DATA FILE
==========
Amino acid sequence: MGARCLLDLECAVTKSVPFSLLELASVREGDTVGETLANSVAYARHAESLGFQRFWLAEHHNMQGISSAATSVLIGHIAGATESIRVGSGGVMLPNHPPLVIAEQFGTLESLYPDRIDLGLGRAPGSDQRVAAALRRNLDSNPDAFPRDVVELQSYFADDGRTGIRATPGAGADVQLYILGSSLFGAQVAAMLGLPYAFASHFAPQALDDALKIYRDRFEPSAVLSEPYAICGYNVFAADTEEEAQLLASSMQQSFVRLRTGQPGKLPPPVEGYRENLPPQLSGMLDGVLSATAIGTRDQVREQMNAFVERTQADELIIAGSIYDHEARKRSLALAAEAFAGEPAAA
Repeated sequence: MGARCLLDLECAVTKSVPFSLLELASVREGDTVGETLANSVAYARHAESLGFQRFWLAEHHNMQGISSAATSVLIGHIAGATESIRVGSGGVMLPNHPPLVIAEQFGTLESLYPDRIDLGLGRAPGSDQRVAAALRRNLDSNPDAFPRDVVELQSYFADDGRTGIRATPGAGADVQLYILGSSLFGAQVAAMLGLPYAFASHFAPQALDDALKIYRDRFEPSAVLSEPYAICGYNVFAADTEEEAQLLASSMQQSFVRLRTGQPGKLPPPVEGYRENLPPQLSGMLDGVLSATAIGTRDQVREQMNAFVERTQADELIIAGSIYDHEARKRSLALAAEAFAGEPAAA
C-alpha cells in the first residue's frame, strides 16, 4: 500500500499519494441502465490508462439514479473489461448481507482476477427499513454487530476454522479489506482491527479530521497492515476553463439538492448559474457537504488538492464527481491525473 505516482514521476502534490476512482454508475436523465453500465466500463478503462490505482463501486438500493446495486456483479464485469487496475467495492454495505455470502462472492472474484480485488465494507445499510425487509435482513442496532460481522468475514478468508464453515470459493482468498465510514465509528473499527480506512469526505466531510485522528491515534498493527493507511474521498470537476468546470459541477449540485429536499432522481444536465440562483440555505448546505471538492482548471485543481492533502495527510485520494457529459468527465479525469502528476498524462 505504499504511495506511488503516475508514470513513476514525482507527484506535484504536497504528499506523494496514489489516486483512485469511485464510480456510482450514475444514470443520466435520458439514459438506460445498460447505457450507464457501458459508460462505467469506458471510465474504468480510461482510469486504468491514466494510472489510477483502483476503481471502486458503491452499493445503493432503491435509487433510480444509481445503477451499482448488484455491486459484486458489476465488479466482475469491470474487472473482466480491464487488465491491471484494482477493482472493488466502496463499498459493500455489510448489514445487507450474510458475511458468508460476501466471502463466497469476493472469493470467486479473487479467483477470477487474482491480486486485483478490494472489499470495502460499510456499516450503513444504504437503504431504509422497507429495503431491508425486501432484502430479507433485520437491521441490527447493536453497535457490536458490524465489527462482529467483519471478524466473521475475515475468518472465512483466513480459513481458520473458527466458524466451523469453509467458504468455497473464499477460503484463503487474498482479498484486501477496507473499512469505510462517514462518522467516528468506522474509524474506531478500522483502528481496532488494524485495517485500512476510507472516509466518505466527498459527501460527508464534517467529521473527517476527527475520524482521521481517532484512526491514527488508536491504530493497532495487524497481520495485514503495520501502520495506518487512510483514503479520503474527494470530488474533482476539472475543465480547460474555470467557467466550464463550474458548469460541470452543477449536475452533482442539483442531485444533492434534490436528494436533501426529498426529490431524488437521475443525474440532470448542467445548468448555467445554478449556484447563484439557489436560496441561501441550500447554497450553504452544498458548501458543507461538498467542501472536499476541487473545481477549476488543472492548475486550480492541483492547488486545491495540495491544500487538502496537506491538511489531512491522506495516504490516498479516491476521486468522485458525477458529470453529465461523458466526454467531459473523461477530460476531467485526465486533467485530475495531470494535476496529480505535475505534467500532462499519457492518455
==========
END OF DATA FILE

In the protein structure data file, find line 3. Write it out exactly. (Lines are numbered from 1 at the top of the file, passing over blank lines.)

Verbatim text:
C-alpha cells in the first residue's frame, strides 16, 4: 500500500499519494441502465490508462439514479473489461448481507482476477427499513454487530476454522479489506482491527479530521497492515476553463439538492448559474457537504488538492464527481491525473 505516482514521476502534490476512482454508475436523465453500465466500463478503462490505482463501486438500493446495486456483479464485469487496475467495492454495505455470502462472492472474484480485488465494507445499510425487509435482513442496532460481522468475514478468508464453515470459493482468498465510514465509528473499527480506512469526505466531510485522528491515534498493527493507511474521498470537476468546470459541477449540485429536499432522481444536465440562483440555505448546505471538492482548471485543481492533502495527510485520494457529459468527465479525469502528476498524462 505504499504511495506511488503516475508514470513513476514525482507527484506535484504536497504528499506523494496514489489516486483512485469511485464510480456510482450514475444514470443520466435520458439514459438506460445498460447505457450507464457501458459508460462505467469506458471510465474504468480510461482510469486504468491514466494510472489510477483502483476503481471502486458503491452499493445503493432503491435509487433510480444509481445503477451499482448488484455491486459484486458489476465488479466482475469491470474487472473482466480491464487488465491491471484494482477493482472493488466502496463499498459493500455489510448489514445487507450474510458475511458468508460476501466471502463466497469476493472469493470467486479473487479467483477470477487474482491480486486485483478490494472489499470495502460499510456499516450503513444504504437503504431504509422497507429495503431491508425486501432484502430479507433485520437491521441490527447493536453497535457490536458490524465489527462482529467483519471478524466473521475475515475468518472465512483466513480459513481458520473458527466458524466451523469453509467458504468455497473464499477460503484463503487474498482479498484486501477496507473499512469505510462517514462518522467516528468506522474509524474506531478500522483502528481496532488494524485495517485500512476510507472516509466518505466527498459527501460527508464534517467529521473527517476527527475520524482521521481517532484512526491514527488508536491504530493497532495487524497481520495485514503495520501502520495506518487512510483514503479520503474527494470530488474533482476539472475543465480547460474555470467557467466550464463550474458548469460541470452543477449536475452533482442539483442531485444533492434534490436528494436533501426529498426529490431524488437521475443525474440532470448542467445548468448555467445554478449556484447563484439557489436560496441561501441550500447554497450553504452544498458548501458543507461538498467542501472536499476541487473545481477549476488543472492548475486550480492541483492547488486545491495540495491544500487538502496537506491538511489531512491522506495516504490516498479516491476521486468522485458525477458529470453529465461523458466526454467531459473523461477530460476531467485526465486533467485530475495531470494535476496529480505535475505534467500532462499519457492518455